Erepared to go'the leugths of Lord lollaud in this particular; though I cannot see how can you stop short of them, notwithstanding the distinction your Lordship is stated to have

drawn. Your Lordship is reported to have said: With respect to other Dissenters, he must s;iy there was considerably more difficulty: and other language to the same effect. If your Lordship can stop here, and what is more, caif persuade others to do the same; the measure is certainly released from this extended objection. But it is my firm belief that your Lordship cannot answer for the effect on your own mind, much less on the minds of others, of the passing of the pending Bill. Still less answer for what you may be able to say to others who may build their hopes and petitions to you on this single measure. I entreat your Lordship to pause at this point: to consider whether you are prepared for this result. I entreat you again to pause while in connection with this Tesult I introduce to your notice my second head of observations, viz. the abridgment of dignity, solemnity, and publicity in the performance of the rite of matrimony probably consequent on such a law. If your Lordship's station could admit of your witnessing the worship of all Dissenters in this kingdom, and if you could anticipate the possible event of all Dissenters being allowed to marry in their own places of worship, and according to their own plans, I am pretty clear a word more need not be added, to shew how much of dignity and solemnity would be sacrificed by this measure and its effects. I will dwell no longer therefore on this point.— With respect to publicity and security against clandestine marriages, I bardly think it possible for legislative details to maintain this under such a law as the one now under discussion. This also I will therefore merely content myself with suggesting.

There is however one further consideration, which before I conclude, I cannot help offering to your Lord. ship's reflection: though in strictness it perhaps belongs to a former part of this letter. It is this—In .proportion as the real cause of of

■^fence to the Unitarians appears to be diminished, in the same proportion must they expect their motives in urging it to be narrowly (not to say jealously) examined: and if we pursue the subject a little.farther, it is perhaps no more than the Unitarian himself will allow, to say: that his sect more than any other existing piques itself on what it calls enlarged freedom of sentiment on religious subjects: even so, as in the opinion of many to urge the reasoning powers to a length of profane contempt for Revelation. Now if this be the case, and if a triumph on this occasion should tempt them in the fulnesB of their success to shew the public what a point has been gained by what they term freedom of thought, but many other good men would give a different name to, is this a triumph that the friends of religion in general will have on the whole good cause to rejoice in '( Will it be a desirable or very honest result, if by a side wiud triumph be obtained for free thinkers and latitudinarians in religion? I cannot therefore help briefly throwing out for your Lordship's consideration, whether it will be quite ingenuous to obtain this measure; provided it is capable of being made by designing men a stepping stone to ulterior views, in which neither your Lordship nor a vast majority of your Lordship's House are prepared to concur or rejoice.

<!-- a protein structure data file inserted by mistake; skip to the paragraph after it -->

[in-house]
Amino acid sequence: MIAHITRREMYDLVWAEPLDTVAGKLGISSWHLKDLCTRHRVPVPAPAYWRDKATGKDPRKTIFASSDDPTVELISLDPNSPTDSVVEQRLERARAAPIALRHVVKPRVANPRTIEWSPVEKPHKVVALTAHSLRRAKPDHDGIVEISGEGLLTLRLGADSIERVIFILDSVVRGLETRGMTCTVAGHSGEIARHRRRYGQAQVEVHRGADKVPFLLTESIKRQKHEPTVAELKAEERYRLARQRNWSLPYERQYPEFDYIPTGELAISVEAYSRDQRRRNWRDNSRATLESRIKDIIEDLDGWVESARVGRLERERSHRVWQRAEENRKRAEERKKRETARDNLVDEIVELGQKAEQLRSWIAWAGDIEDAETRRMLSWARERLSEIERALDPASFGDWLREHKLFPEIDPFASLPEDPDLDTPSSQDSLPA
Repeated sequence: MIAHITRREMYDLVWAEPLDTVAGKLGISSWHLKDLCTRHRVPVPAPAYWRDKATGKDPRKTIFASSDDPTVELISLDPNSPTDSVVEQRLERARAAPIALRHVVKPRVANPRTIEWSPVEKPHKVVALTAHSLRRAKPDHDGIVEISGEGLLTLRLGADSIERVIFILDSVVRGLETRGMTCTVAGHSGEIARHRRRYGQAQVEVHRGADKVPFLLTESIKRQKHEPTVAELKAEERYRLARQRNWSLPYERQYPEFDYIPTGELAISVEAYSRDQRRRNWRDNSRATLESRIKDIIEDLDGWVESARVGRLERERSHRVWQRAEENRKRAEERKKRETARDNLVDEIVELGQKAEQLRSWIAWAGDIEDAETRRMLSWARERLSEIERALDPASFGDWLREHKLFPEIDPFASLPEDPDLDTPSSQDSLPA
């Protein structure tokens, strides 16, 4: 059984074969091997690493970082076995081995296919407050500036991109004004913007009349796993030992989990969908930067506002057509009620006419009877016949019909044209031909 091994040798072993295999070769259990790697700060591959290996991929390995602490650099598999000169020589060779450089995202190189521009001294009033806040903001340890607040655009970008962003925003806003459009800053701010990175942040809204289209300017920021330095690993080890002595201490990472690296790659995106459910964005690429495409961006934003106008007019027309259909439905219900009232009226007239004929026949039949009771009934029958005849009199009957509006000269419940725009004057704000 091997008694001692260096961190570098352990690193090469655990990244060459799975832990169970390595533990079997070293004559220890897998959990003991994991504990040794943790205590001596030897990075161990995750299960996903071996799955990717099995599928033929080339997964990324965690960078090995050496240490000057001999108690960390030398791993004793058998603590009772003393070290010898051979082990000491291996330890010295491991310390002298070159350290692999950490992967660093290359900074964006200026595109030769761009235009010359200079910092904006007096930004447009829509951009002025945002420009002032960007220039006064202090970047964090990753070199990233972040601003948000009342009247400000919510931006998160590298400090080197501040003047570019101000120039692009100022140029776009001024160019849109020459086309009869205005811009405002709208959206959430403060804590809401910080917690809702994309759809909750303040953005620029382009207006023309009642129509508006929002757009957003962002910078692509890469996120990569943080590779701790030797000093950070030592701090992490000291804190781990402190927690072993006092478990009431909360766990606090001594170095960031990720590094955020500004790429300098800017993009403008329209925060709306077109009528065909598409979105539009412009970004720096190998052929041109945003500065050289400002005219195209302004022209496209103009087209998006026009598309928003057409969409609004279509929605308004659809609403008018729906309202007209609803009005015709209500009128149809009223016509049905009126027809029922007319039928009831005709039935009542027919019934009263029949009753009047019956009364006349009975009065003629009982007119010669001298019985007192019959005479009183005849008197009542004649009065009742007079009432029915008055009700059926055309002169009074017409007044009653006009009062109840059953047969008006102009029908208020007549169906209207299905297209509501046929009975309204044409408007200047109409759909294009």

Pardon me, my Lord, for these additional observations. I will trespass no longer. Two wishes I cannot forbear from holding on this subject. The first is, that your Lordship could see reason on a -balance of benefit and the contrary,

4o withdraw from your prominent •share in the present measure. Next,

if not so, I should rejoice in hear* ing that you would at least be induced to declare in your place that you have no intention to build on this measure any sanction, directly or indirectly, for the extension of the same relief, or whatever it is to be called, to the great body of Dissenters. Farther than this, weighing the measure itself with all its effects, I cannot but express my sincere hope and trust, that the majority of the august assemblage to which your Lordship belongs will see ample grounds for opposing the pending proposition.